The next day we set off for York. A comfortable walking distance from Middlethorpe Hall, we headed for the road along the river. The road was busy with cars heading for the York races. The  event seemed to be exceptionally well organized, and traffic, both foot and vehicular, was kept moving in a brisk and orderly fashion.


Delighted to discover the Terry’s chocolate factory en route, I harkened back to the Terry’s fruit pastilles of my childhood, the unvarying treat purchased with my 10 cent weekly allowance. Our entire family has fond memories of Quality Street chocolates and Terry’s chocolate oranges, the stocking stuffer of choice at Christmas.


The riverside path into town was busy with nattily dressed people heading for the races and more casually attired children and parents destined for the beautiful parks. We loved this ice-cream boat awaiting its first customers of the day.

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We entered the city via the bridge near the museum and castle.

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A lively carousel just outside the museum was setting up for the day.


York is a walled city, founded by the Romans in AD 71. Large portions of the walls, upon which one can walk, are still intact.

We started the day by visiting Fairfax House, a lovely Georgian Townhouse just inside the city. Upon leaving the museum, I purchased a set of antique Ashworth Ironstone (?!) from the tiny shop adjacent to the museum. Honestly, some days I wonder about myself…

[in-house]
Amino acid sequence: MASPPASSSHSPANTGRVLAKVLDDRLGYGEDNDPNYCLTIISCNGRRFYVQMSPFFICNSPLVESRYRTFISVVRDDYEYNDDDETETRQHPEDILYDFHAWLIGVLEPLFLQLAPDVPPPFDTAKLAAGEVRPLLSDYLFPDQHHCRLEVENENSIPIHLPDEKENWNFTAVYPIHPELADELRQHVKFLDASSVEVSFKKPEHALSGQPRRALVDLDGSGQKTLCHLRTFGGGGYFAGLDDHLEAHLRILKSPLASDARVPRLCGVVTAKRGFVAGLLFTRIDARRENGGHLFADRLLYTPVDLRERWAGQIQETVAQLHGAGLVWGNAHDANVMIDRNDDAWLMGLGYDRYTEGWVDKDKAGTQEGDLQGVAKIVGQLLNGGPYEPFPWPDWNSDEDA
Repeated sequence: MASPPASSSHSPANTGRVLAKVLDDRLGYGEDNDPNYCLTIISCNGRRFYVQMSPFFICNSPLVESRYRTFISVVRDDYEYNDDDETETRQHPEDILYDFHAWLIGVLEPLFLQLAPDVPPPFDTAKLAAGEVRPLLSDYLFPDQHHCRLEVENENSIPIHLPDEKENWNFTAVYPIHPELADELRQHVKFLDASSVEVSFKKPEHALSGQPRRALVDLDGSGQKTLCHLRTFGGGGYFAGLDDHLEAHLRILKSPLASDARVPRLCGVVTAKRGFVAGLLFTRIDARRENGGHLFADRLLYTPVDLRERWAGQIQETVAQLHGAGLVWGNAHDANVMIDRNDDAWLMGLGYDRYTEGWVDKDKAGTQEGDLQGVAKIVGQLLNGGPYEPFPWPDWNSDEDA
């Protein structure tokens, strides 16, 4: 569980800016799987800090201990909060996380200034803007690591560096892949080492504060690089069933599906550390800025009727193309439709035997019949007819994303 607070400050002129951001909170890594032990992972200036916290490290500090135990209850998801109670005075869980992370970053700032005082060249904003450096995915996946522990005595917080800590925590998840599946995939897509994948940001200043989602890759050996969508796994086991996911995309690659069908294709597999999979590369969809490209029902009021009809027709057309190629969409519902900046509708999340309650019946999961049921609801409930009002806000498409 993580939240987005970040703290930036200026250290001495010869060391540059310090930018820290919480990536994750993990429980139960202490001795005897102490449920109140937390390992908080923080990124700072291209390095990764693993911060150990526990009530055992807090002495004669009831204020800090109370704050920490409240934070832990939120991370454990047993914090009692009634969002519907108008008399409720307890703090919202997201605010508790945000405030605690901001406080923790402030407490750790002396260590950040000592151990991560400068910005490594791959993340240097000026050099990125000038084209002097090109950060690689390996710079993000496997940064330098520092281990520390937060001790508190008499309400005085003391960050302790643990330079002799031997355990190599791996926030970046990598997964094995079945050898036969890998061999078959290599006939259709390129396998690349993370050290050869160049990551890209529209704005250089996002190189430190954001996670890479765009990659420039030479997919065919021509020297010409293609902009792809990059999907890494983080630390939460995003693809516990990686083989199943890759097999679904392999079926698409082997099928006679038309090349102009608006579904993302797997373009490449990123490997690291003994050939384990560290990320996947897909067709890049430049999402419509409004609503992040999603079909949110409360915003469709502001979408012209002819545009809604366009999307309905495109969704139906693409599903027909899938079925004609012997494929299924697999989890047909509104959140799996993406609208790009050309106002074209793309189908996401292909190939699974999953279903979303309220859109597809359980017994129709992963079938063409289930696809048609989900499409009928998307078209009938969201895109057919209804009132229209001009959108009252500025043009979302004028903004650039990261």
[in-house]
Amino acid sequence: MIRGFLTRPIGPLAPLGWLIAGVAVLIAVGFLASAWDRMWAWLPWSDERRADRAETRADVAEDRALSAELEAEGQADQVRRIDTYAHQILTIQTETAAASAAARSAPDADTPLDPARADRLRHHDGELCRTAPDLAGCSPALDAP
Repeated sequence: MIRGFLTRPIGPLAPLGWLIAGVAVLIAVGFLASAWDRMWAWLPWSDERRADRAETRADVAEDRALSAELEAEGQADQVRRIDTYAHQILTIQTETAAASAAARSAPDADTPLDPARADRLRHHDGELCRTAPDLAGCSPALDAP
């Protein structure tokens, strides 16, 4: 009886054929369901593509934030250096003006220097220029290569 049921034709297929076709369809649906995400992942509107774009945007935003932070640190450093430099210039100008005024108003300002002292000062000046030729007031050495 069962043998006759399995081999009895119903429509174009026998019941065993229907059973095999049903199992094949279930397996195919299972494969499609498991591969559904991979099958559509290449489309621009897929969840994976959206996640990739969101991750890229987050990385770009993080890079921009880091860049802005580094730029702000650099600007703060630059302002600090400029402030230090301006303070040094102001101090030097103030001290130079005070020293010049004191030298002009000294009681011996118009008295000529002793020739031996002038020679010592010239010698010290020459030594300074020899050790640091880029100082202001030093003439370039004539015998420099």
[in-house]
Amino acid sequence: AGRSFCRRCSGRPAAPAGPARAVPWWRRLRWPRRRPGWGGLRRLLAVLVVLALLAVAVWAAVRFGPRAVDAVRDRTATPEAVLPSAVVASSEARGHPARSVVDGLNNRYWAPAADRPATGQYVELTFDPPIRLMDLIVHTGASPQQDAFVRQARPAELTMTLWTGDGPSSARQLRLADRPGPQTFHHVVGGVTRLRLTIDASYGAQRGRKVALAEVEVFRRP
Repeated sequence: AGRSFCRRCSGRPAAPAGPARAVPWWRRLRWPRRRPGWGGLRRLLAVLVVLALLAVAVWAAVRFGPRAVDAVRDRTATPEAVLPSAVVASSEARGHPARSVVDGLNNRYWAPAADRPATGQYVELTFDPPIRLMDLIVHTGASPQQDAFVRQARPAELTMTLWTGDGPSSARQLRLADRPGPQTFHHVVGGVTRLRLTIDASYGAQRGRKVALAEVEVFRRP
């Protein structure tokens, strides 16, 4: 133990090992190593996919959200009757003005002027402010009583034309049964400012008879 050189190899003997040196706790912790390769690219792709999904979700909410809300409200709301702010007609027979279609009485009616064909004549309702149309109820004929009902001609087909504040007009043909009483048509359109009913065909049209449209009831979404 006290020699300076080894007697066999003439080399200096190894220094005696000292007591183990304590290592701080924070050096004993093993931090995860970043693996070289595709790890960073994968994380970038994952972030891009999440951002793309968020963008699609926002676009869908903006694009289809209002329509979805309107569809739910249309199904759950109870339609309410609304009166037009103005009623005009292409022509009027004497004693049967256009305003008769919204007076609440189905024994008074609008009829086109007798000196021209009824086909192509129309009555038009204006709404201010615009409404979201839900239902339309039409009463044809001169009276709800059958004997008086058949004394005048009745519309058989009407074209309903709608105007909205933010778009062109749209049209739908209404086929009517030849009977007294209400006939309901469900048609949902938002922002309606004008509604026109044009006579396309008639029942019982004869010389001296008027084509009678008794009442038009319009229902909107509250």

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In the Shambles, narrow cobbled streets run between the crooked timbered houses. It is said that people in the houses across the road from one another can shake hands from the upper stories.



York is famous for its Minster, the first of which was built in the 7th century. The current building is the second largest gothic cathedral in Northern Europe. It’s had its share of rough treatment over the years, between the looting and ransacking following the English Reformation and Queen Elizabeth I’s determination to remove all traces of its Catholic origins but it escaped Cromwell’s worst. A fire, thought to be caused by lightning, destroyed the roof in the south transept 1984, and restoration work was carried out fairly quickly.

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The interior is spectacular.

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The gargoyles in the Chapter House are very amusing.

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The tombs are captivating with gorgeous stone carvings.

Replete with beautiful sites, we set our weary feet on the path back to the hotel. Along the way, we encountered a few gentlemen who had apparently spent the afternoon enjoying liquid refreshments in a local pub.Their attempts to hold each other upright contributed to their erratic progress, but they covered the ground surprisingly quickly. We were most impressed!  Practice, perhaps?